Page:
Acts 28:30–31 (NKJV) 30Then Paul dwelt two whole years in his own rented house, and received all who came to him, 31preaching the kingdom of God and teaching the things which concern the Lord Jesus Christ with all confidence, no one forbidding him.
Some may consider this the end, but the story continues to this day.
Have you heard of Hudson Taylor, the English man who took the gospel to China? Have you read the account of Jim Elliot and the men who gave their lives to get the gospel to the Huaorani people of Ecuador?
What about the story of Tom and Marcy Dorsch, who spent many years telling people in Africa about the Lord Jesus?
What about Kirk and Becca Tjaden’s story, who are working to spread the gospel in Africa, or Johnny and Sarah Reeves, who are working to help get the gospel to the people of Papua New Guinea?
The story of Acts will continue until Jesus comes.
Mark 16:20 mentions the accompanying signs.
Some of the signs are listed in Mark 16:17-18. These signs include casting out demons, speaking in new languages, and taking up serpents. We know the account of the snake that bit Paul, but we are not aware of how many have been preserved as they’ve served the Lord in the wilds. We know a number that have spoken new languages, including Kirk and Becca, Johnny and Sarah, Tom & Marcy, and Joe and Jeretta.
Many signs accompany the work of the Lord.
When Jeretta and I were raising support to go to the mission field, we were still considerably short as the time for our departure drew near. We had no idea where the funds would come from. Then we received a call from our home church. The board had decided to give toward our ministry in Japan. If you want to know how much, it was enough. We bought our tickets and started packing.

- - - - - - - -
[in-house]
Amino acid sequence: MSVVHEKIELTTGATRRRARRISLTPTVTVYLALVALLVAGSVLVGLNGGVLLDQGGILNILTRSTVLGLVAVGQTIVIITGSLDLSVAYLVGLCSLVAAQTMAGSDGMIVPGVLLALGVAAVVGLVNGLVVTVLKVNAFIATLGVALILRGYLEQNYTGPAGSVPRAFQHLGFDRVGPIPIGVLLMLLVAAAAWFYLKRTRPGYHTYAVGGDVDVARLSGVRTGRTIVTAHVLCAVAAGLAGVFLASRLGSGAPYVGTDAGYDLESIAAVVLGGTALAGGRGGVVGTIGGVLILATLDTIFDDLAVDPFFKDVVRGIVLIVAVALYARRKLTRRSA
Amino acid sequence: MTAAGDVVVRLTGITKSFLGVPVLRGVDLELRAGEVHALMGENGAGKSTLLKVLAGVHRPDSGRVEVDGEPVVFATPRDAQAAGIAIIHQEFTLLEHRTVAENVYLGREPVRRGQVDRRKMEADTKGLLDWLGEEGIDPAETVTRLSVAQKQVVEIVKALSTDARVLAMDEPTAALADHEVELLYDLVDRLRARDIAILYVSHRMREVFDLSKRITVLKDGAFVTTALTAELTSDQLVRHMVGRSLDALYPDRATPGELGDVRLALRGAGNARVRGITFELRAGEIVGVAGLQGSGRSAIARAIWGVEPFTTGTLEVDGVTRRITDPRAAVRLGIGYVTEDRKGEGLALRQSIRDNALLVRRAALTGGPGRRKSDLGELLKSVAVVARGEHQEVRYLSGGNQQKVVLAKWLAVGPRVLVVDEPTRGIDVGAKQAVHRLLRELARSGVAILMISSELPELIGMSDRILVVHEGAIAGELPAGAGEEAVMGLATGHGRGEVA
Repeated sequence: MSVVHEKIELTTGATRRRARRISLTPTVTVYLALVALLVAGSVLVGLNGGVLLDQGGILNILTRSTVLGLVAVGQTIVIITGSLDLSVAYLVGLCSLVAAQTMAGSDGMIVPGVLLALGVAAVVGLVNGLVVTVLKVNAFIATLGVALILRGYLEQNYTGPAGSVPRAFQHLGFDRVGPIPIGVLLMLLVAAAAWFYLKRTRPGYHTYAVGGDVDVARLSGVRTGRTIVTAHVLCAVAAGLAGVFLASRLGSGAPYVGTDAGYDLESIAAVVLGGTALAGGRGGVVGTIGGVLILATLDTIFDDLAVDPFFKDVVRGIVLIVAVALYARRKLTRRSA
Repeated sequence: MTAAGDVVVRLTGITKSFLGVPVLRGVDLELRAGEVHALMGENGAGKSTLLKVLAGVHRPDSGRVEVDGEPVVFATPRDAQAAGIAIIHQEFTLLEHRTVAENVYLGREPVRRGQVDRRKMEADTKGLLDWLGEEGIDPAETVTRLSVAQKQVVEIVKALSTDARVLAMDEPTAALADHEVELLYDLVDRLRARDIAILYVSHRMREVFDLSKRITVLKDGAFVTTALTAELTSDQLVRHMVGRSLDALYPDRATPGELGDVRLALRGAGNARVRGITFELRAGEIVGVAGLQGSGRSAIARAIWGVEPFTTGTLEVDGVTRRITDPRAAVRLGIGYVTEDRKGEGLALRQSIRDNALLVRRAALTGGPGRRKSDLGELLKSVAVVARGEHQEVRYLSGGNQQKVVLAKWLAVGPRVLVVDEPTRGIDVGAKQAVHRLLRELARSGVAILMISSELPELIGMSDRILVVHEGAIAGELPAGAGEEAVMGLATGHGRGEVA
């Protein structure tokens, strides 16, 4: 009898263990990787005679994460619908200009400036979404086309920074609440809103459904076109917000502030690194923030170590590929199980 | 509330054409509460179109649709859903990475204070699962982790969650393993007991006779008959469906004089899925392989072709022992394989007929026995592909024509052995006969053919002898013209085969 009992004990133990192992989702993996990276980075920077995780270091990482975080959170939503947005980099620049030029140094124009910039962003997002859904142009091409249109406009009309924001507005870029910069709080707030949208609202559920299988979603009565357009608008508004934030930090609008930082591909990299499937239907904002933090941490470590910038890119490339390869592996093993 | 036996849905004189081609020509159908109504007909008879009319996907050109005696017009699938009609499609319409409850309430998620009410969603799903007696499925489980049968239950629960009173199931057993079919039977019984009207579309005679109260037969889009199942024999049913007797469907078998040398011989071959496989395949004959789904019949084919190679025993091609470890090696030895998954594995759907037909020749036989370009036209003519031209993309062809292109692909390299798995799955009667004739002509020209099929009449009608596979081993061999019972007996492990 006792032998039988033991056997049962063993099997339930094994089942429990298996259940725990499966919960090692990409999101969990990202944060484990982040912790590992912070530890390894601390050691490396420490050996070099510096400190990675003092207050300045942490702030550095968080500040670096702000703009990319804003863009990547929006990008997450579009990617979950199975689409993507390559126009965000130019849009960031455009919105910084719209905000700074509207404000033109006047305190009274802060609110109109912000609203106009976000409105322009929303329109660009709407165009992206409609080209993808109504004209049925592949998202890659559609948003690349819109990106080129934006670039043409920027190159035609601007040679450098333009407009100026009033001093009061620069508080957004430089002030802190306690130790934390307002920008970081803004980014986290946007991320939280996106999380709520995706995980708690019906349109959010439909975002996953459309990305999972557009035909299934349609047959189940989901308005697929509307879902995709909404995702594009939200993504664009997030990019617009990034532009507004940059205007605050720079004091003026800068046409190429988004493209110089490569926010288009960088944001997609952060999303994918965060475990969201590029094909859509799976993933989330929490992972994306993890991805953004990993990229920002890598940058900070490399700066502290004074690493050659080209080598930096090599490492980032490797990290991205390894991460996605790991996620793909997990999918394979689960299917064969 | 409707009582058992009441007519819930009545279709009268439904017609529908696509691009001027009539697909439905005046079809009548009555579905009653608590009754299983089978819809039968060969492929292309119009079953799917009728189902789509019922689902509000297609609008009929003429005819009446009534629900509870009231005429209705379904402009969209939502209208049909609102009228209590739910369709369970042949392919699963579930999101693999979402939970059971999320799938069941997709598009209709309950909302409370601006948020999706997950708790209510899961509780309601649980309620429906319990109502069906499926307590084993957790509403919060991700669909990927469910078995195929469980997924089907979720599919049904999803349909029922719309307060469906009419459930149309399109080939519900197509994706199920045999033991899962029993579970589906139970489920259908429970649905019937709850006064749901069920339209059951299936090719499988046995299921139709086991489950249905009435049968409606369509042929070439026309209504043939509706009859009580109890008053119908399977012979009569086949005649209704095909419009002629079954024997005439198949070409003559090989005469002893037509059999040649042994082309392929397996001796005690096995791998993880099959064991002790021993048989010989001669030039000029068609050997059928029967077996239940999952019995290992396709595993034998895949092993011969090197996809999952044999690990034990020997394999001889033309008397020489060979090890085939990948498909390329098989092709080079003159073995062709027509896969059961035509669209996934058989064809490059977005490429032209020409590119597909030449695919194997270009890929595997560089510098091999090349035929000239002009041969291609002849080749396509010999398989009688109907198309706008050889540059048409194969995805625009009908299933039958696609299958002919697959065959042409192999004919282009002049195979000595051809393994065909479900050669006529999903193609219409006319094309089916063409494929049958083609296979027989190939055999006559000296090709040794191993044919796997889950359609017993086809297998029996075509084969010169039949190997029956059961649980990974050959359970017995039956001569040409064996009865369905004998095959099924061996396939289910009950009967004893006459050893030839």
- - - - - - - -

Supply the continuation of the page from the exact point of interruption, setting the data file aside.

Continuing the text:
Jesus is alive. He ascended to heaven. In contrast to this, we are on earth. But He has not deserted us. He is active. He works with us and confirms the work in many ways.
His instructions have not changed. We are to preach the gospel to every creature. And we are to believe. The one rebuke that He had for His disciples was because they would not believe He was alive. The one judgment He has against the world is their unbelief. John 3 explains it like this:
John 3:18–19 (NKJV) 18“He who believes in Him is not condemned; but he who does not believe is condemned already, because he has not believed in the name of the only begotten Son of God. 19And this is the condemnation, that the light has come into the world, and men loved darkness rather than light, because their deeds were evil.
Make sure that you are numbered among those who believe!